I am still at a loss as to why this happens all of a sudden.

Thanks again

Yes to the other fixtures drawing the water out of the drain. The vent is likely partially blocked and when the other fixtures are used the floor drain is being used as the vent.

bill
Re: Basement Drain Smells - Done the obvious things?

A photo would answer a lot of questions

dj1
Re: Basement Drain Smells - Done the obvious things?

The cause is most likely a dry trap. You need to install a primer device, it automatically injects water into the trap when dry.

This device is code in my city.

How to do it depends on your situation and budget.

dan_vella
Re: Basement Drain Smells - Done the obvious things?

UPDATE

Last night I saw what appeared to be toilet paper in the the floor drain and waste matter. Because of this I have had a plumber come out and have a look, am concerned about a back up.

He said that the exposed opening, because it faces away from the front of the house, is probably coming from the weeping tile - what I don't understand is why the smell would come from the weeping tile.

What I also don't understand is how it is possible to get paper and matter backing up to the floor drain, yet when I pour water it the level barely moves - why isn't the drain being overwhelmed.

His suggestion was to break the floor to replace the floor drain, and while at it to get the camera down the length of the drain where he suspects there is a partial blockage - which would also explain the sluggish flush in the basement.

Trying to make sure this stacks up before I commit to the work.

dj1
Re: Basement Drain Smells - Done the obvious things?
dan_vella wrote:

UPDATE

Last night I saw what appeared to be toilet paper in the the floor drain and waste matter. Because of this I have had a plumber come out and have a look, am concerned about a back up.

He said that the exposed opening, because it faces away from the front of the house, is probably coming from the weeping tile - what I don't understand is why the smell would come from the weeping tile.

What I also don't understand is how it is possible to get paper and matter backing up to the floor drain, yet when I pour water it the level barely moves - why isn't the drain being overwhelmed.

His suggestion was to break the floor to replace the floor drain, and while at it to get the camera down the length of the drain where he suspects there is a partial blockage - which would also explain the sluggish flush in the basement.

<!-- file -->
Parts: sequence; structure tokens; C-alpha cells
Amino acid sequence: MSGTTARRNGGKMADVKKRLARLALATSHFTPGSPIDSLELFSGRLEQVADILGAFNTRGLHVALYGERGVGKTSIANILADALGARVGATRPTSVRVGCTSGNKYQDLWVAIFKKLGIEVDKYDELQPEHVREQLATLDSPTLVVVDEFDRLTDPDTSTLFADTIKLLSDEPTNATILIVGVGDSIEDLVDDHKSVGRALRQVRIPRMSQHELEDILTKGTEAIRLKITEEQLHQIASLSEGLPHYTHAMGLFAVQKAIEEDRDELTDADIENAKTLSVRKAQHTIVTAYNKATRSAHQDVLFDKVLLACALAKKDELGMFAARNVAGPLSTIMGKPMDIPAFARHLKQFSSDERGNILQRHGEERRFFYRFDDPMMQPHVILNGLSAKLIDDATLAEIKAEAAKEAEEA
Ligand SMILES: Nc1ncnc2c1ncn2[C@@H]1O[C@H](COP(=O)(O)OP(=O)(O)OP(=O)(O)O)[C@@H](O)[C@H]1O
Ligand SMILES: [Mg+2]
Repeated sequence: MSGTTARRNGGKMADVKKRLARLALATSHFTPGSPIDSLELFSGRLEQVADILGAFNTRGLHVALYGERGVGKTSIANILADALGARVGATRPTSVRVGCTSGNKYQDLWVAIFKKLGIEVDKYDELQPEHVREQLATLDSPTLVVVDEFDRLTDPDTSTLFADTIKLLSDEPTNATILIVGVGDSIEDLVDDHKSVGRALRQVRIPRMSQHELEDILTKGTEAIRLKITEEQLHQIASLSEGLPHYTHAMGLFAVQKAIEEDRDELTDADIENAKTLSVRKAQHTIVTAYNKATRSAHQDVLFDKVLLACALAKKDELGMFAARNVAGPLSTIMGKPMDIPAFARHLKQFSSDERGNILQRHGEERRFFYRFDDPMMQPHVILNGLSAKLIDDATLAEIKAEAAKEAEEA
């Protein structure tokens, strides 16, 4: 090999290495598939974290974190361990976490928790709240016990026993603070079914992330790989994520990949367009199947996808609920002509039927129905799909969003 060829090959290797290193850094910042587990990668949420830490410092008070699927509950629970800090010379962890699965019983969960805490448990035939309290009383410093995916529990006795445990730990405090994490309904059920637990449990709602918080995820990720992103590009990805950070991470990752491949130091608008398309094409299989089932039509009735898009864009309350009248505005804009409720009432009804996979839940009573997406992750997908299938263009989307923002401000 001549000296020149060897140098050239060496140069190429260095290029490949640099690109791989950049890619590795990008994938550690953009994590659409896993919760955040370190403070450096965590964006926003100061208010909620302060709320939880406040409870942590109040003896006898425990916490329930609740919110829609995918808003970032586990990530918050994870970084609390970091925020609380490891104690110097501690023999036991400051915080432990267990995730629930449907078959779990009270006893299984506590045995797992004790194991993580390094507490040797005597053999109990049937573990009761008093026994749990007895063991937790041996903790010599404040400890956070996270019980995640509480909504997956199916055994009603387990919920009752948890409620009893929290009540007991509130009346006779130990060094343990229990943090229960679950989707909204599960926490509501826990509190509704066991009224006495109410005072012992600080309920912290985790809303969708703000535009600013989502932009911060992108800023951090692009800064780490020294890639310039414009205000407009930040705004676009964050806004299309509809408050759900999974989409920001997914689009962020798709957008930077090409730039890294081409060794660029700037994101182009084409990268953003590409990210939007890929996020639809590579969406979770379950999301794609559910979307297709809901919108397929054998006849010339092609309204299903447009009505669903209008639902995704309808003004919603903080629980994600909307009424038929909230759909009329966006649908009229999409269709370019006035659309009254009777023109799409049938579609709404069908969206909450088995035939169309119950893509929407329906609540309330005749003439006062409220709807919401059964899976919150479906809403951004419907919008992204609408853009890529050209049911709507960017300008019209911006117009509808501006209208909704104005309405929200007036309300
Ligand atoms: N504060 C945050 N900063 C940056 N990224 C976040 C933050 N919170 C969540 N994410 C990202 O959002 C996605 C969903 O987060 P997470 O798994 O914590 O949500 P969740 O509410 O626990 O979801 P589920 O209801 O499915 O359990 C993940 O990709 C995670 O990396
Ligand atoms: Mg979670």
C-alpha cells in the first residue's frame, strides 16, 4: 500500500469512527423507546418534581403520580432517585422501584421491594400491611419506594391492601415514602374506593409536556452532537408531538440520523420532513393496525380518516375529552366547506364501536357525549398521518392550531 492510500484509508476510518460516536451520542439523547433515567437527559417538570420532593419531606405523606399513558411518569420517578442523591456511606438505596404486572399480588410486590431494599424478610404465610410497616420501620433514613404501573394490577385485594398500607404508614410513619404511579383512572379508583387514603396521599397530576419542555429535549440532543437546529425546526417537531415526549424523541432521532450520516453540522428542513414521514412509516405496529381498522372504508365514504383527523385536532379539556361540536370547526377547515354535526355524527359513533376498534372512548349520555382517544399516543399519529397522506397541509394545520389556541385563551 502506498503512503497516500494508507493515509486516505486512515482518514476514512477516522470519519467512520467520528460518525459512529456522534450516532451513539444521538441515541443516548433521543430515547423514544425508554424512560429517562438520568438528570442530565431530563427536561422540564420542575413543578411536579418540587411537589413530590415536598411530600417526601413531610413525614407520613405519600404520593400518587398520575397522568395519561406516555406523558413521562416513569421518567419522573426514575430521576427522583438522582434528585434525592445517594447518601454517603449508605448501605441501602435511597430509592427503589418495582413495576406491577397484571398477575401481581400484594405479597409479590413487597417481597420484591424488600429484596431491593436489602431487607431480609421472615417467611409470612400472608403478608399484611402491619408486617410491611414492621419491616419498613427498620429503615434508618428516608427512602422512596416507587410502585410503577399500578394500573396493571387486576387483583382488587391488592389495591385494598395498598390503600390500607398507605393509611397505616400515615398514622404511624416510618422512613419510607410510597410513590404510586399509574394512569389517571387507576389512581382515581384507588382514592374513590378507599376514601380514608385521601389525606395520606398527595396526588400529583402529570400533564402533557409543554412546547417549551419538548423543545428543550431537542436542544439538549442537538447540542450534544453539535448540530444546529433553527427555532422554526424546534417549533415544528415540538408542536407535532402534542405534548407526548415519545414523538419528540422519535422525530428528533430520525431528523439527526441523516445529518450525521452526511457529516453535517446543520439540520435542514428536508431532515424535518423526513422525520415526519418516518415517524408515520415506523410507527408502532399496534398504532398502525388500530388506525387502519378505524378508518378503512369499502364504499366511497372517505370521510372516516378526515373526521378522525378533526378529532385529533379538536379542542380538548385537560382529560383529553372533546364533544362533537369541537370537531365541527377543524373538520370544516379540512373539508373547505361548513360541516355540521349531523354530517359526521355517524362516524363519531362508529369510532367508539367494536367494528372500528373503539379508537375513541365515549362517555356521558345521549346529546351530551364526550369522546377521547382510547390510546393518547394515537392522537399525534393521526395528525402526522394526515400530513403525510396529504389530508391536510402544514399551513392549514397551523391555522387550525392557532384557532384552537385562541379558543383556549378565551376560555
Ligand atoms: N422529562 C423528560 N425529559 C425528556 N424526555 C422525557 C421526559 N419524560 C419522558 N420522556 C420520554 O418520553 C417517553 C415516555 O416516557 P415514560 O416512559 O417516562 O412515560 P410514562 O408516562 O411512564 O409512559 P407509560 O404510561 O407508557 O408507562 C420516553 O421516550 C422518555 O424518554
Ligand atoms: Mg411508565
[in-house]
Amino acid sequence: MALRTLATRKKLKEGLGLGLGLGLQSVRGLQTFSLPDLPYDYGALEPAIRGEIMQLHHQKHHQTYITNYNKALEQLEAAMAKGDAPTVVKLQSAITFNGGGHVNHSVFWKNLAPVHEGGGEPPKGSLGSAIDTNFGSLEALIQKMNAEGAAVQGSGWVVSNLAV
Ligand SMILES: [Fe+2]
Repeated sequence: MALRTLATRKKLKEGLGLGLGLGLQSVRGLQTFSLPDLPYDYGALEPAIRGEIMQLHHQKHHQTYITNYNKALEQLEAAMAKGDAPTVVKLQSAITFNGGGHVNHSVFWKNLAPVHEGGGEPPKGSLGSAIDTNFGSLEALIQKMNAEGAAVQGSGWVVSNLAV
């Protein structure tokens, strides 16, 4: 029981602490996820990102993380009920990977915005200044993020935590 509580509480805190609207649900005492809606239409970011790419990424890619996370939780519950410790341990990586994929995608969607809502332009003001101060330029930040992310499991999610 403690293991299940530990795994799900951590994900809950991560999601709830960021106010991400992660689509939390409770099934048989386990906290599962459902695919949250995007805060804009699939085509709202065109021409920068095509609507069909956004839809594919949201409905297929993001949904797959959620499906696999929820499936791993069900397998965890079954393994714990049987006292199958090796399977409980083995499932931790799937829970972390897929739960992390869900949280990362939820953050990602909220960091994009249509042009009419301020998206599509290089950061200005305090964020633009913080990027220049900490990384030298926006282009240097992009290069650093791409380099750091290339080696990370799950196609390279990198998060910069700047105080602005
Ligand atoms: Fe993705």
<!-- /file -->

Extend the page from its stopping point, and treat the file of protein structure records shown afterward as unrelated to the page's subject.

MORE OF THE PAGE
Trying to make sure this stacks up before I commit to the work.

It's good that you have one plumber's opinion now, to give you some direction, but you need a second opinion.

In any event, you need a cam inspection for sure.

ed21
Re: Basement Drain Smells - Done the obvious things?

It still sounds like a venting issue to me, although a blockage could be the cause. It could even be a bit of both somehow.
Since it started recently something has happened rather than a poor design, although a poor design is more easily overcome by a problem.
I would scope the system before I started tearing the slab up.
Houses as old as yours often have issues with sanitary lines deteriorating, shifting and settling not to mention roots growing into the terra cotta pipe.
Where I am trap primers are only required in commercial construction.
A second or third opinion from a plumber is a good idea.

dan_vella
Re: Basement Drain Smells - Done the obvious things?

Thank for all the posts. I got a second opinion, glad I did - the first plumber would have replaced the floor drain and it would not have solved the issue, cowboy.

I got a cam down there and there is indeed a blockage, 125ft out so on city property. Now commences the City of Toronto merry-go-round.

The block seems quite bad, but it is draining. The distance of the block and the draining explains how we have got away with out any overflowing - I think we came pretty close though.